You know that your upcoming interview might include technical questions – often these questions can make or break your ability to successfully land the job.
Don’t miss out on your next big opportunity. Make sure that you are fully prepared for even the toughest questions.
Read on to find out more about how you can effectively prepare.
Critical Preparation Strategies
Know Your Resume. Anything you put on your resume is fair game for the employer to ask about. Make sure that you can articulately speak to your experiences and skills. Never put anything on your resume that you don’t feel comfortable explaining or talking about.
Research Terms from the Job Posting: Review the job posting carefully. Are there any terms or skills listed that you aren’t familiar with? Don’t just ignore those. Do the research to make sure that you have a solid understanding of what the posting is asking for.
Identify Your Related Skills: You may not have exactly what the employer is looking for. But you might have something similar. Take inventory of what technical skills the posting asks for and then figure out your closest equivalent skills and experience.
Practice, Practice, Practice: Interviewing is like a muscle – the more you do it, the stronger you will become. Google technical questions related to your field to create a question database. Create flashcards or book some interview coaching to hone your interview skills.
10 Tips for Mastering Technical Questions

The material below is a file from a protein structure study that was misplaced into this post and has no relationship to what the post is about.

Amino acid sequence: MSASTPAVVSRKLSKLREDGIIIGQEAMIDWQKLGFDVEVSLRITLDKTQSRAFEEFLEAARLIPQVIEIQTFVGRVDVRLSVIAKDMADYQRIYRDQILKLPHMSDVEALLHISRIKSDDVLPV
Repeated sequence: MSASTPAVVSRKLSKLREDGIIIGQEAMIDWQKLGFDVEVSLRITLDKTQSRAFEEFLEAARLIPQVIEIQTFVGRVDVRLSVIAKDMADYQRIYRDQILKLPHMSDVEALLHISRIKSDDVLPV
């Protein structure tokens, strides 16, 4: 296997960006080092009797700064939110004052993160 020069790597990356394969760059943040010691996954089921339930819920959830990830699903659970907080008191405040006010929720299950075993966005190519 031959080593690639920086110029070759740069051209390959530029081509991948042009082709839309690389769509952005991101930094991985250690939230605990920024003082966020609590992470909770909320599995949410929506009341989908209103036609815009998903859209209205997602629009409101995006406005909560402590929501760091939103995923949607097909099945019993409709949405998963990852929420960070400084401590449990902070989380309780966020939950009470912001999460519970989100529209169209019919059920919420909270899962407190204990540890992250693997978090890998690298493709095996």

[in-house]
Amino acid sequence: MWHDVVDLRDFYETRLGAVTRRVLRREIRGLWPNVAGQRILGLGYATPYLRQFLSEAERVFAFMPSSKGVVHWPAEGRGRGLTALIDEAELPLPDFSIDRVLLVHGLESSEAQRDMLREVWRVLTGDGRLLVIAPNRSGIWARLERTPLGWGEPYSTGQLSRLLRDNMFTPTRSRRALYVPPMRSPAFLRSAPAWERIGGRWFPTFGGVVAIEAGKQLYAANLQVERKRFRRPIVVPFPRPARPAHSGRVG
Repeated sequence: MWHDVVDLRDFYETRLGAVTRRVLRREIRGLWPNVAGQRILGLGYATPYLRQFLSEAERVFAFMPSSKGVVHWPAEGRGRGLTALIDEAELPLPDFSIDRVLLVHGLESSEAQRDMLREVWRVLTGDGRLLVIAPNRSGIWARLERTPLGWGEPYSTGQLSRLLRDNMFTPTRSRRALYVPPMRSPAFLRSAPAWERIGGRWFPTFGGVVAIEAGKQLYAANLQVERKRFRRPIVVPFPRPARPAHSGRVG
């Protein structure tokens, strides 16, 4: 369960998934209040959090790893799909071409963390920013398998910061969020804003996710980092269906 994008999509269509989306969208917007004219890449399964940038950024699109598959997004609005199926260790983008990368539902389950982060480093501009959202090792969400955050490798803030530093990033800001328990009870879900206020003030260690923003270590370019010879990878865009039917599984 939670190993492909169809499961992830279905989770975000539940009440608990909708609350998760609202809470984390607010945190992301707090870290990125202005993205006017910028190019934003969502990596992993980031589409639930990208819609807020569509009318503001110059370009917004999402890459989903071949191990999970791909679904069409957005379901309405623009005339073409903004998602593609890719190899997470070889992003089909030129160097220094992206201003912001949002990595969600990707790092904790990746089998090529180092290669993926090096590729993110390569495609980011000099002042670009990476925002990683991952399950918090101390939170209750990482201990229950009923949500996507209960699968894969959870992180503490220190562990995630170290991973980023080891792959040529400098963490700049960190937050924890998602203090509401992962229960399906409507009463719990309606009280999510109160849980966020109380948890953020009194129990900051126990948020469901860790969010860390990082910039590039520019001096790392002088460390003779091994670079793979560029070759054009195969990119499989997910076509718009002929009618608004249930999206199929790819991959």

1. Understand the question: Ask for clarifying information if necessary before answering.
2. Use examples: If you have related experience, use those stories in your answer. If you are new to the field, you can use examples from your courses, labs, volunteer, or personal. But, keep in mind that employers will weight work and education over other types of experience.
3. Demonstrate your thought process: Employers are evaluating your thought process, not just the final solution you present. Lay out any assumptions that you might make in your decision making. Outline possible alternatives. Talk about why you would choose the route that you did.
4. Get clarification: If you aren’t sure about something along the way, ask for more information.
5. Stay calm: Yes, you want to provide the right answer. However, the employer is also watching to see how you act under pressure. Stay focused, polite, and calm even if you feel flustered. I talk more about staying calm during interviews here.
6. Organize your thoughts: Employers appreciate candidates who can clearly articulate their ideas. Present your ideas logically and coherently.
7. Focus on soft skills, too: The interviewer wants to know if you can do the job, but they are also looking for other skills as well such as openness to learning, teamwork, communication, curiousity, safety, and problem-solving abilities.
8. Be honest: If you don’t know, just say so. However, you might know something related so transition your answer to talking about what you do know. You could also mention your willingness to learn.
9. Write it out: If you are trying to explain something complex, it might make sense to draw diagrams or write out examples of your work. Also, if you have a portfolio, you could draw on tangible examples to illustrate your point.
10. Don’t get fancy: Go with the solution that is obvious – don’t try to come up with something brand new as you risk getting it wrong.
To your future career success,
Kristin Vandegriend is the founder of Career Story where she has helped hundreds of her clients successfully transition to work they love. She supports her clients to uncover their strengths and communicate to get what they want in the workplace.